Single people flirt all the time, but experts reckon those of us in relationships should do it too
When a relationship stops being new and starts becoming 'long-term', many of us start taking things for granted. So we might not communicate as well as we used do and sex can take a back seat. We sometimes forget to appreciate what we have.
And experts say that we forget to do something else too, something that can help to keep any relationship rut very much at bay. The factor in question? Flirting.
Here's why flirting really shouldn't be left to singles, and how to use it to keep your romance alive.
Why do we stop flirting?
Couples stop flirting because their basic need to flirt diminishes in stable relationships
Scientists say that flirting is the exchange of "contact readiness" clues, the little physical and verbal signs that we're ready to get - well - physical with someone. It's not just about suggestive chit-chat. It's about the way we hold ourselves, the way we look at someone, the way we try to draw attention to certain parts of our body.
Needless to say, single people flirt all the time. But flirting tends to die off as relationships progress, because we don't need "contact readiness" clues anymore. From an evoluntionary point of view, why flirt with someone you're already having sex with?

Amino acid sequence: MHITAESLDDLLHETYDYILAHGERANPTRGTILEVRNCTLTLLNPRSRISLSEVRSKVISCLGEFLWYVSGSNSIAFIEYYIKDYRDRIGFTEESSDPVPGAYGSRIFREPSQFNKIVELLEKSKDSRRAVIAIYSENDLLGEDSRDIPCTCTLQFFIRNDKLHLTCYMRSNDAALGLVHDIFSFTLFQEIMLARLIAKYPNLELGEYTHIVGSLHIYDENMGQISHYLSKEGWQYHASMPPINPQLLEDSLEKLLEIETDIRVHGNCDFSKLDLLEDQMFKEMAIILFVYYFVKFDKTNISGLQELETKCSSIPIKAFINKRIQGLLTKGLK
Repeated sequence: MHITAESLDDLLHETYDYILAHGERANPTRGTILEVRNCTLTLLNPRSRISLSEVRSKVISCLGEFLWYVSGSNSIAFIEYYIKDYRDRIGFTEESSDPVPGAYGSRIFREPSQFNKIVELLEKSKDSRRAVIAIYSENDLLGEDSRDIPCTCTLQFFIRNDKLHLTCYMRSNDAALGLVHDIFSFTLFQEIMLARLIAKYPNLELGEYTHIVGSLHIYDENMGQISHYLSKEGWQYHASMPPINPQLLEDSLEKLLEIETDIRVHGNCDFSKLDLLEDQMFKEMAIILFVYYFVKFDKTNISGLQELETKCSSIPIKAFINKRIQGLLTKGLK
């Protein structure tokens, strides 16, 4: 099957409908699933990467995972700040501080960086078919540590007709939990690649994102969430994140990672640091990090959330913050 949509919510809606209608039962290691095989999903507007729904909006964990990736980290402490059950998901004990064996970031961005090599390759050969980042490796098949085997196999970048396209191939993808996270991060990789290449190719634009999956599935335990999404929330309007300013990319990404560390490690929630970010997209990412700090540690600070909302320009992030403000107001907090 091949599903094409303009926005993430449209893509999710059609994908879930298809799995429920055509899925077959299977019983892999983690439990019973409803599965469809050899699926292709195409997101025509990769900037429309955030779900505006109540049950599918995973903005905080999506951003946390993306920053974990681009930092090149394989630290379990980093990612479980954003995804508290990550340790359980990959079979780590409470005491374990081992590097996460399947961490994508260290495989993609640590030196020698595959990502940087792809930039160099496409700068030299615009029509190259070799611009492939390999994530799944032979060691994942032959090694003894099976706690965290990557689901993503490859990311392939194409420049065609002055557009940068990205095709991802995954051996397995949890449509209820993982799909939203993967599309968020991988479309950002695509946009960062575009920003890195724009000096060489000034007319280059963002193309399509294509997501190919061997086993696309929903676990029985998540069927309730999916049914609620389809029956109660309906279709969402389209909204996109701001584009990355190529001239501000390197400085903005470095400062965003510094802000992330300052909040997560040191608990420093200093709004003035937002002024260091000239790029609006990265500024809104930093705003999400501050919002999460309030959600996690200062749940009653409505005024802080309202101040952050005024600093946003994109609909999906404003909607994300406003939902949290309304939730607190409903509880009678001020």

"Quite simply the 'hunt' is over," says relationship therapist Elly Prior. "In the early stage of attraction dopamine - a chemical that promotes excitement and romantic love - and testosterone circuits are triggered. That dies down in many couples as they start to discover and 'negotiate' their differences, entering a different developmental stage in their relationship."
We stop flirting, in other words, because we stop feeling that we need to. That could be a mistake.
Why flirting is good for us
Flirting within a relationship, with your partner, makes us feel good about that relationship
When you're single, flirting is fun, and occasionally leads to sex, which is even more fun. In a relationship, says Prior, flirting can, quite simply, "help to keep romantic love alive."
When we've been together a long time the novelty of each other's presence wears off. Quite often, that means we stop really noticing each other, and we forget all the good reasons we connected in the first place.
By flirting, we notice each other all over again, and not just to remind one or the other to put the washing on or take the rubbish out. Flirting is a way of staying in touch with the fun, risqué and desirable people we are when overtime hours or domestic drudgery don't get in the way.
There are solid scientific reasons for continuing to flirt with a long-term partner too. Dopamine release is also triggered by novelty, so by flirting to break up the everyday routine of our interactions, we're sending love hormones cascading through our brains.
"Flirting is a great thing in relationships," says Prior. "Making a deliberate effort to introduce routine-breaking and novel activities will help stimulate the dopamine circuit. It can therefore be fun and a relationship booster to figure out different ways of enticing attention from your mate by flirting."